International Trade and Food Security

International Trade and Food Security

Exploring Collective Food Security in Asia

NUS Centre for International Law series

Edited by Michael Ewing-Chow and Melanie Vilarasau Slade

Food security is one of the greatest challenges of our time. Through a collection of commissioned studies, which draw upon the experience of leading experts and scholars in trade, investment, law, economics, and food policy, this book assesses whether self-sufficiency is an adequate response to the food security challenges we face

Chapter 9: Environmental change, food security and trade in Southeast Asia

J. Jackson Ewing

Subjects: law - academic, asian law, international economic law, trade law, public international law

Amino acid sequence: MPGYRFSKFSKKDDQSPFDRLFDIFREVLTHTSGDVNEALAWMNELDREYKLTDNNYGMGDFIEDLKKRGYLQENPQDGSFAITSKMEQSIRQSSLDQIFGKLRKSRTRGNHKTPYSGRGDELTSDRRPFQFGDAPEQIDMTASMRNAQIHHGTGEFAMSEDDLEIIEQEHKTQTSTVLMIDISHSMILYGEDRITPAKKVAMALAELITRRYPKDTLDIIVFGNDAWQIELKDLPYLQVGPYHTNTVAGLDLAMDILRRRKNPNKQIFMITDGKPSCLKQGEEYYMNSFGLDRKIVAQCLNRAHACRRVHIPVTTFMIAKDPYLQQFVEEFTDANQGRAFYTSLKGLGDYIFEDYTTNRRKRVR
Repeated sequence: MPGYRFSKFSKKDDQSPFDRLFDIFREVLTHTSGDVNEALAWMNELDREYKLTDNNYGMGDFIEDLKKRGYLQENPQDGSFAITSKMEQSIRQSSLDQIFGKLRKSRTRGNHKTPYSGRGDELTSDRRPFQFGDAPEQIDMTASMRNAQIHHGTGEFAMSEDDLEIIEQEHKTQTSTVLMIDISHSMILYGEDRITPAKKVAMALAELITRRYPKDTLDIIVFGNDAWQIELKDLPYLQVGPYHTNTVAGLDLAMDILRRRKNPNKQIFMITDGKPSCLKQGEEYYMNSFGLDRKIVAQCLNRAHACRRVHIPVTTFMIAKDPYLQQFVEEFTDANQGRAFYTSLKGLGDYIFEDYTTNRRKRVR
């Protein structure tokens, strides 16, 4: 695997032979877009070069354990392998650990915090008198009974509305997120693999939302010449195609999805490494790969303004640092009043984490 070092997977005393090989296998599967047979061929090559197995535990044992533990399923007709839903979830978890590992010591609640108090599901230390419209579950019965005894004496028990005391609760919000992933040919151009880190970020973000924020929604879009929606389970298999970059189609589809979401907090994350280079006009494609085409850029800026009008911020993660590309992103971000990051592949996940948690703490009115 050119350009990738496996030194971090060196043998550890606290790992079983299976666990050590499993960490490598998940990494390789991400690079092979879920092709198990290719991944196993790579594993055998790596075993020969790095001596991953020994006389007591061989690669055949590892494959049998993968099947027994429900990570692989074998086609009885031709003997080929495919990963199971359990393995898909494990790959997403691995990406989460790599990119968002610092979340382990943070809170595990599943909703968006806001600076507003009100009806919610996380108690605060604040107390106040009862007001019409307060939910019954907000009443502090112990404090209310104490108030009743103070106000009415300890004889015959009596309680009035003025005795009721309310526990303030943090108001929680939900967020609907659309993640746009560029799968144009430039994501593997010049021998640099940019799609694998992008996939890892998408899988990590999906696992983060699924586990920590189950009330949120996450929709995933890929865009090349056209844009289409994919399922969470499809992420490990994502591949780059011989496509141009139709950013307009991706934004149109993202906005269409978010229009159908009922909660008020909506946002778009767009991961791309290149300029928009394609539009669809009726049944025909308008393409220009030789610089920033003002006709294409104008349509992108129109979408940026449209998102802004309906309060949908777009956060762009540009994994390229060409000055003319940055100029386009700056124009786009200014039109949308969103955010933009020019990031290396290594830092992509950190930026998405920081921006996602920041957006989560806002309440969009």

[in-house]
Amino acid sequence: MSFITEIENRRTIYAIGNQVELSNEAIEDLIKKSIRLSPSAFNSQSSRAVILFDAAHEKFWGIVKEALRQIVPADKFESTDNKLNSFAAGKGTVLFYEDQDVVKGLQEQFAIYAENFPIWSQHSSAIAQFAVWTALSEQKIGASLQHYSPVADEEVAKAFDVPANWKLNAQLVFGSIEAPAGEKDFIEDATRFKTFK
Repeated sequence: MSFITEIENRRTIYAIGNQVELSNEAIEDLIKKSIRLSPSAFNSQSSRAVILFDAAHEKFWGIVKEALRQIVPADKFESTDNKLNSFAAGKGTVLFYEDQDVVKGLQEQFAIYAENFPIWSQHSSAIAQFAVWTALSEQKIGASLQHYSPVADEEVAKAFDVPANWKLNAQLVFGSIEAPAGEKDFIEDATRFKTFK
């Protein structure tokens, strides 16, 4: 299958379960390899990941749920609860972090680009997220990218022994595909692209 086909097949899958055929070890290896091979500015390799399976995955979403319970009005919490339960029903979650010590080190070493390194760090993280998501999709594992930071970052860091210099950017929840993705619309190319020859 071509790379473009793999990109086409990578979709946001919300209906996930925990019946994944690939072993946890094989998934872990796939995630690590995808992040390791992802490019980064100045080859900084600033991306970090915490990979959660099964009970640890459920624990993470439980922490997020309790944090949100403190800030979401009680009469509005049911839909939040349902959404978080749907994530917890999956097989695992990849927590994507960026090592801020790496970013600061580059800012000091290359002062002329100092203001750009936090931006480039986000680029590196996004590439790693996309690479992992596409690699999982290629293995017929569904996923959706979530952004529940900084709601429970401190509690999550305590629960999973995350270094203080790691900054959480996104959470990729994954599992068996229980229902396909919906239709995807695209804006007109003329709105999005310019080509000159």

Environmental changes in Southeast Asia are creating pronounced food security challenges. The region is deeply endowed with natural resources valuable for agriculture, yet environmental stresses continue to threaten the region’s future food production potential. These challenges are accelerating during a period of transformative change in regional food systems and impacting livelihoods, nutritional profiles and – in some cases – regional food trade dynamics. This chapter reviews the intersection of environmental change, food security and trade challenges in Southeast Asia through three primary sections. First, the chapter explores the relationship between urbanisation, environmental change and shifting food systems, and introduces a related debate over what food production strategies are most apt for the region. Second, the chapter reviews the causes and implications of environmental stresses in ecosystems essential for agriculture – namely forests, freshwater sources and coastal/marine zones – and examines the ways that climate change is amplifying these challenges.

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